It's interesting that you say all Brazilian guitarists use some give in the tips. I believe I can hear the Assad brothers getting a tone that sounds like the tips are buckling, but I have yet to find a close=up to prove that. Can you post some videos of Brazilian guitarist's tip joints?
At least most of those I know and for sure all I have already asked this question said yes. I don't know the Assads, but I'll try to find out, my teacher is a close friend of them as well as Abreu.
At youtube there is a video of them playing Gershwin in black and white (search Youtube for "Assad in blue" and go for those under user "guitar magazine"). First video, part I, several close ups of Odair's RH. Resolution of the video is terrible. Around 0:10 nice close up which seems there is no collapsing. Minute 1:46 middle finger clearly collapses. A lot of non-collapsing strokes as well as some small almost unnoticeable collapsing (IMO). I would say again the school here is to vary tonus (flexor tension) from complete relaxation and collapsing to non-collapsing with a lot of finger flexion, and all variations in between those extremes, according to recquired quality of tone and dynamics (at least this is what I've learnt).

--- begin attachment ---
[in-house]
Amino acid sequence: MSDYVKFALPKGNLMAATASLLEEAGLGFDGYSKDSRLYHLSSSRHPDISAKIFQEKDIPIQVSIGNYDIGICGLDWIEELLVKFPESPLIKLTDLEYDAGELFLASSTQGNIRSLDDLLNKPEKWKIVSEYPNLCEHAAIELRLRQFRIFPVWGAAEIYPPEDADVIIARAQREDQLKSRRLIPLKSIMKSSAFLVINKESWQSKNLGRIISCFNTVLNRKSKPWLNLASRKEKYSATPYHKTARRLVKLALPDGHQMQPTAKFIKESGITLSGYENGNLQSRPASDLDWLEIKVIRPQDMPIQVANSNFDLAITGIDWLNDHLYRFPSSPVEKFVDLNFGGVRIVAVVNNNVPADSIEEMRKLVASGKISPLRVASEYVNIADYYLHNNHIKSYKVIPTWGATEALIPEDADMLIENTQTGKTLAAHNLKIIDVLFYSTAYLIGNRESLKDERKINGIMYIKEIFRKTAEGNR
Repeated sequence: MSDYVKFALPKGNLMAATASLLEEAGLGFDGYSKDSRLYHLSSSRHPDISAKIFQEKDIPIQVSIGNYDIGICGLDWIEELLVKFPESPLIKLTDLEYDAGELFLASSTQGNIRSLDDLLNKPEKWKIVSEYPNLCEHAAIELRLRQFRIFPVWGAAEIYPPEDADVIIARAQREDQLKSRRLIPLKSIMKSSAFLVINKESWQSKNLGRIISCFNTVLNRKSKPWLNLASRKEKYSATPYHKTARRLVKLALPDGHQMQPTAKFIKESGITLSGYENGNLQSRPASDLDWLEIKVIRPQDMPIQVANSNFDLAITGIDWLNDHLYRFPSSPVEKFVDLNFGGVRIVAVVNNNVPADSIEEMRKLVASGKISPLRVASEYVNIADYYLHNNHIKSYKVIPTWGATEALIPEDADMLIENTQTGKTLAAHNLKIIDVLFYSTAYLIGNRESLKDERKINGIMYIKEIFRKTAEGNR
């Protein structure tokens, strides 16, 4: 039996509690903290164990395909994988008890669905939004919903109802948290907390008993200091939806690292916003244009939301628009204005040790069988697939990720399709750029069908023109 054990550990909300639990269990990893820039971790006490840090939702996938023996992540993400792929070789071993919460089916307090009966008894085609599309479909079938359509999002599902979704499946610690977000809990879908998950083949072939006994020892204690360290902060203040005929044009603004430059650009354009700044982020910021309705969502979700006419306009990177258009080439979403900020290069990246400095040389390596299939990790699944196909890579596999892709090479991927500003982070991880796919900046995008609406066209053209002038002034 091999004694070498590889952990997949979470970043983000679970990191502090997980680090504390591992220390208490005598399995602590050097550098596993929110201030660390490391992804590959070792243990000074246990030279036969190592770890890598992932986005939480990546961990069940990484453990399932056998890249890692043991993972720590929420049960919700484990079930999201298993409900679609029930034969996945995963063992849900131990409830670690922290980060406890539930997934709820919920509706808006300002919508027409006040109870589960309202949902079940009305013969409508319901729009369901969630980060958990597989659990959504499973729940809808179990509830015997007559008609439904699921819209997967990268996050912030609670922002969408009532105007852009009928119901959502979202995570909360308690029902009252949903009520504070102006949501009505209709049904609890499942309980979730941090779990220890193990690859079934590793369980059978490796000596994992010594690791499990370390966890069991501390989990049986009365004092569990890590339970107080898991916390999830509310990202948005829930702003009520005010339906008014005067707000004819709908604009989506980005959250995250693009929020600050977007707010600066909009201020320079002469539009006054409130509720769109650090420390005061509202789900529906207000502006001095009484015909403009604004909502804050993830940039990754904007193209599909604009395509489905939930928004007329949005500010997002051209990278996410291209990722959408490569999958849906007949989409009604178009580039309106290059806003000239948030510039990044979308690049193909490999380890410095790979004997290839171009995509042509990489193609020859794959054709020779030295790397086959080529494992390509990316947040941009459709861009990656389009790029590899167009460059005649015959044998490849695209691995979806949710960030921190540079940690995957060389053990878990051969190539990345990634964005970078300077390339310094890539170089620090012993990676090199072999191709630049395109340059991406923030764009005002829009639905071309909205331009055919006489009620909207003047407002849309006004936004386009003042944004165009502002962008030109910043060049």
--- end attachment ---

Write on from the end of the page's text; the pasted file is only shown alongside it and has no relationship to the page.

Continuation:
I would think like this, in a fixed hand position, knuckle generates main motion, if you tense tip more you move string more up, with collapsing string goes more down toward soundhole. you may also vary passing angle of nail with this. So you vary tone and sound result with those variation. In a cheap factory made guitar the variation very subtle, maybe in a Smallman too (just kidding
), but in a good concert guitar, it makes a good difference in sound result. Good enough to detach voices and enhance dynamic options.
Search also FAbio Zanon videos. There are some new ones with high resolution, search youtube for "Zanon Aire Indio", for example, and see the way he varies the collapsing. Sometimes more, sometimes less, a lot of varying angles, slipping strokes, hand position etc. He is one of the most beautiful tones and tone and dynamic variation I know.